USD771793S1 (en) 2015-08-07 2016-11-15 A. O. Smith Corporation Air inlet damper
USD771791S1 (en) 2015-08-07 2016-11-15 A. O. Smith Corporation Air inlet damper
USD771790S1 (en) 2015-08-07 2016-11-15 A. O. Smith Corporation Air inlet damper
USD771789S1 (en) 2015-08-07 2016-11-15 A. O. Smith Corporation Air inlet damper
USD771792S1 (en) * 2015-08-07 2016-11-15 A. O. Smith Corporation Air inlet damper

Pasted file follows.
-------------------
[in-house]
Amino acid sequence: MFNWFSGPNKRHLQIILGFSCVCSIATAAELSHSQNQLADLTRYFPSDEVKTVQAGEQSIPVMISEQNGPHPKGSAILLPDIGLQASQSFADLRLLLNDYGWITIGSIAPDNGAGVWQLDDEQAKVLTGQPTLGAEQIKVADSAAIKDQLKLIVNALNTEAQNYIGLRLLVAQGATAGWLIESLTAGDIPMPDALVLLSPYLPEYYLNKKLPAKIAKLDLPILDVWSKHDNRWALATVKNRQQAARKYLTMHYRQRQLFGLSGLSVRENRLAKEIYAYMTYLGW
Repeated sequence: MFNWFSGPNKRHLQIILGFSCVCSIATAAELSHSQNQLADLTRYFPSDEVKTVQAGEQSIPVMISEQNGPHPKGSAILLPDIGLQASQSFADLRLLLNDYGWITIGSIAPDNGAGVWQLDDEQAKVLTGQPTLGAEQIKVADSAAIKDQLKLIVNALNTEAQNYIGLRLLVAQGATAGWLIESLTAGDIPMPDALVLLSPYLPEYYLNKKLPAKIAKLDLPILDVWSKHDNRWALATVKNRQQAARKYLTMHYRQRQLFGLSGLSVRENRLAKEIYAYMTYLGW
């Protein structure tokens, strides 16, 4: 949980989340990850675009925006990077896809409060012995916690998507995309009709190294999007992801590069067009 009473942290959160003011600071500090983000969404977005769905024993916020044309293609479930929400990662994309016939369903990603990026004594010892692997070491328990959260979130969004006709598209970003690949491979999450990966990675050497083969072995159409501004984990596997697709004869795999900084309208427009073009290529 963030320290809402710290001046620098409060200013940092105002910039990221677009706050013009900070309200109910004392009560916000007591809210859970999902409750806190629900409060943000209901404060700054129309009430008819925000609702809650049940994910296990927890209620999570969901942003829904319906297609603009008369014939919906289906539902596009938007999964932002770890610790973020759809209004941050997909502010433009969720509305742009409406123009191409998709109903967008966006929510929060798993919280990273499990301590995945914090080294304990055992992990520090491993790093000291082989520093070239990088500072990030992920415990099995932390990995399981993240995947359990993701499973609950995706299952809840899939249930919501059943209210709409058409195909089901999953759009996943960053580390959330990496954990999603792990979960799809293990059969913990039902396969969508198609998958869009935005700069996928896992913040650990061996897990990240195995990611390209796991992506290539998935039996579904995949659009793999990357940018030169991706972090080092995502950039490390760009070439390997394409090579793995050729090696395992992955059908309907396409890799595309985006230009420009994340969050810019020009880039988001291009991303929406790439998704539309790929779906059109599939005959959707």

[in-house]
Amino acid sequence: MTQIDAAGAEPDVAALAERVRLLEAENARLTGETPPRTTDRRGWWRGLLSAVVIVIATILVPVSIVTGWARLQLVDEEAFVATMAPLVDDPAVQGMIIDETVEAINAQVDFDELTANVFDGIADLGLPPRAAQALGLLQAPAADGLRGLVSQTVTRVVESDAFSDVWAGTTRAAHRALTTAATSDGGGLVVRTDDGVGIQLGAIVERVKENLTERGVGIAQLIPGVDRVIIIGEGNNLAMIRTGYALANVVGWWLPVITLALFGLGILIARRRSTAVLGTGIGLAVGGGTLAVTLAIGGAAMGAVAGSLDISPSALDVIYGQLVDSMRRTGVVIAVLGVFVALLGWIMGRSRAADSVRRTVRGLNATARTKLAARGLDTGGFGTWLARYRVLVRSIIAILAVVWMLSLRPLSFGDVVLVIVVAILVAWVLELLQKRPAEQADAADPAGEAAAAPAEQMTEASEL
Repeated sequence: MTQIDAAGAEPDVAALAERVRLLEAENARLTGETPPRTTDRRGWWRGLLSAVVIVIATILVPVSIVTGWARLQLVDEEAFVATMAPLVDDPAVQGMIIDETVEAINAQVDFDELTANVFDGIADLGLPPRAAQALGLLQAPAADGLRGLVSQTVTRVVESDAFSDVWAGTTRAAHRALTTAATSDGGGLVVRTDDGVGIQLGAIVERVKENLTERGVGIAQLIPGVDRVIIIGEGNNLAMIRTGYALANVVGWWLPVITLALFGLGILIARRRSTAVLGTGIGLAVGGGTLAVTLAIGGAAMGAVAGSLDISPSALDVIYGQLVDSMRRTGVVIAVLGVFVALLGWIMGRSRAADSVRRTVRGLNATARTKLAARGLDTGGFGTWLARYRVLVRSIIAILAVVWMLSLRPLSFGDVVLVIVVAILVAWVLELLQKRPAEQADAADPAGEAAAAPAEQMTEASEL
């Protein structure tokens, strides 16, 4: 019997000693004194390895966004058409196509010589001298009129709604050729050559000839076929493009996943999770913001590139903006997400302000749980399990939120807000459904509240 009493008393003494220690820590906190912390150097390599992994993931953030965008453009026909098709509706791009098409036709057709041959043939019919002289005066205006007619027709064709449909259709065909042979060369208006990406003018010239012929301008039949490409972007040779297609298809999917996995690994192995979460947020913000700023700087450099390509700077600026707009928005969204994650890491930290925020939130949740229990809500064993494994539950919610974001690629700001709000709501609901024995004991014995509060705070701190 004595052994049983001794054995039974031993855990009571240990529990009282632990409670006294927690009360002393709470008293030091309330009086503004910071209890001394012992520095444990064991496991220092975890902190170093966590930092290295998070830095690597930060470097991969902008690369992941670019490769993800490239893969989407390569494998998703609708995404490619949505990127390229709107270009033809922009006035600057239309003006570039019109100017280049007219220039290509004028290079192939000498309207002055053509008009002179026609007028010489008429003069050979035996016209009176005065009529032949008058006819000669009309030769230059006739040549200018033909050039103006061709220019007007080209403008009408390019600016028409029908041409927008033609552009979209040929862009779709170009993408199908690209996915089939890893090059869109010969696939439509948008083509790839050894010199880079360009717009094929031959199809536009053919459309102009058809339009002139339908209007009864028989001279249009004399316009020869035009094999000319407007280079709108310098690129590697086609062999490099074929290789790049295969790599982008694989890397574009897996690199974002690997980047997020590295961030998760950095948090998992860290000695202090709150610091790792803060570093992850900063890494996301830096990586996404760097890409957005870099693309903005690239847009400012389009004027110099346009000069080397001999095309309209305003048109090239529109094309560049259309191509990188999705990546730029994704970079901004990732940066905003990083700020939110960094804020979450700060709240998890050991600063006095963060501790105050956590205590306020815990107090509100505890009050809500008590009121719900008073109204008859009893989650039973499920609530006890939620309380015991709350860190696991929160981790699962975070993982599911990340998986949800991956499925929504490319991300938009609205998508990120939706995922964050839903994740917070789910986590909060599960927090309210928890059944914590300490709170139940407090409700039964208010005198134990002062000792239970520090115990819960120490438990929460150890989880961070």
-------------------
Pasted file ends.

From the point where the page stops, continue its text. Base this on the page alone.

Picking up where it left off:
USD779650S1 (en) 2015-08-07 2017-02-21 A. O. Smith Corporation Air inlet damper
USD809645S1 (en) 2015-08-07 2018-02-06 A. O. Smith Corporation Air inlet damper

Also Published As

Publication number Publication date Type
EP1814210A3 (en) 2007-12-26 application
EP1814210A2 (en) 2007-08-01 application
US20070176500A1 (en) 2007-08-02 application
CN101013832A (en) 2007-08-08 application
CA2575415C (en) 2016-09-20 grant
CA2575415A1 (en) 2007-07-31 application